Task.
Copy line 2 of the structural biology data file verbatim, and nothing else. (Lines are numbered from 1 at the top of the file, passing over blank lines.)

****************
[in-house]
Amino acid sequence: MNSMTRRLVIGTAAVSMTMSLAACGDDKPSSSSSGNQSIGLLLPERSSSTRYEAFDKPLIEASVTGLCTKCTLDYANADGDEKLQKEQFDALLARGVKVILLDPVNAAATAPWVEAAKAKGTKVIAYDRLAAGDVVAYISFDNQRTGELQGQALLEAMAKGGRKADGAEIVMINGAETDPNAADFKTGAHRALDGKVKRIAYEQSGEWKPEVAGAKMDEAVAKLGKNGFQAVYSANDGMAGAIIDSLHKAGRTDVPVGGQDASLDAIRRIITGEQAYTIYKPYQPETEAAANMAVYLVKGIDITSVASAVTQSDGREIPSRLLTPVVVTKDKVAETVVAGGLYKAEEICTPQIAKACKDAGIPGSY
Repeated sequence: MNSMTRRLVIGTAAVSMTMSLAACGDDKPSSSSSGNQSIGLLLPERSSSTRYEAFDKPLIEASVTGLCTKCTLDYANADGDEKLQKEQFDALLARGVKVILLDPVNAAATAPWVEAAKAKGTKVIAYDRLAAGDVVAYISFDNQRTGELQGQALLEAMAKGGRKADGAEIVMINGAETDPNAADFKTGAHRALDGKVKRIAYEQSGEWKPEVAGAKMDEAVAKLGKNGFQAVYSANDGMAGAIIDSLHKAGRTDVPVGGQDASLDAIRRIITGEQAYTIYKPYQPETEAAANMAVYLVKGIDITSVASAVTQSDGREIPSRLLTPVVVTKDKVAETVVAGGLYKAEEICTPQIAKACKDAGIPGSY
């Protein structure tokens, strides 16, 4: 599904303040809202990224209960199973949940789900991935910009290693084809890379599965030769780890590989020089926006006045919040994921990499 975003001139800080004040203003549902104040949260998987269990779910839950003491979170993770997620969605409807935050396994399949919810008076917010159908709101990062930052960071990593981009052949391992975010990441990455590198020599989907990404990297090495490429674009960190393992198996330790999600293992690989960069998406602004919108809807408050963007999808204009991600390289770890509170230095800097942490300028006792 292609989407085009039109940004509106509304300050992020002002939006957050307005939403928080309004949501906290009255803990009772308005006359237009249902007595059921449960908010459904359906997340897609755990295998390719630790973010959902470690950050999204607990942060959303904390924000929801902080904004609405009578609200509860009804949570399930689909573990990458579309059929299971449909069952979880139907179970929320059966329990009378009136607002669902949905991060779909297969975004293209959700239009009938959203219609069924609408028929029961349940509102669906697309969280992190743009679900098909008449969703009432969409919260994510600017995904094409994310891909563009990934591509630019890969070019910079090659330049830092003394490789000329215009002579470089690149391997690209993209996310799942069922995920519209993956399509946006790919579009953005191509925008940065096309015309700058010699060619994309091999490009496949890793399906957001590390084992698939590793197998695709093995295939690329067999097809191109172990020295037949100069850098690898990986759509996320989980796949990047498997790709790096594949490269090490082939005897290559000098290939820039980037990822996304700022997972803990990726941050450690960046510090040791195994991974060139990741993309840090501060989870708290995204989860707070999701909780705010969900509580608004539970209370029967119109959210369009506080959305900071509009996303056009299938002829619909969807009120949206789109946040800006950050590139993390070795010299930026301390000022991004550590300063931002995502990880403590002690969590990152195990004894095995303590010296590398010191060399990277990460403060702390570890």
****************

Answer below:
Amino acid sequence: MNSMTRRLVIGTAAVSMTMSLAACGDDKPSSSSSGNQSIGLLLPERSSSTRYEAFDKPLIEASVTGLCTKCTLDYANADGDEKLQKEQFDALLARGVKVILLDPVNAAATAPWVEAAKAKGTKVIAYDRLAAGDVVAYISFDNQRTGELQGQALLEAMAKGGRKADGAEIVMINGAETDPNAADFKTGAHRALDGKVKRIAYEQSGEWKPEVAGAKMDEAVAKLGKNGFQAVYSANDGMAGAIIDSLHKAGRTDVPVGGQDASLDAIRRIITGEQAYTIYKPYQPETEAAANMAVYLVKGIDITSVASAVTQSDGREIPSRLLTPVVVTKDKVAETVVAGGLYKAEEICTPQIAKACKDAGIPGSY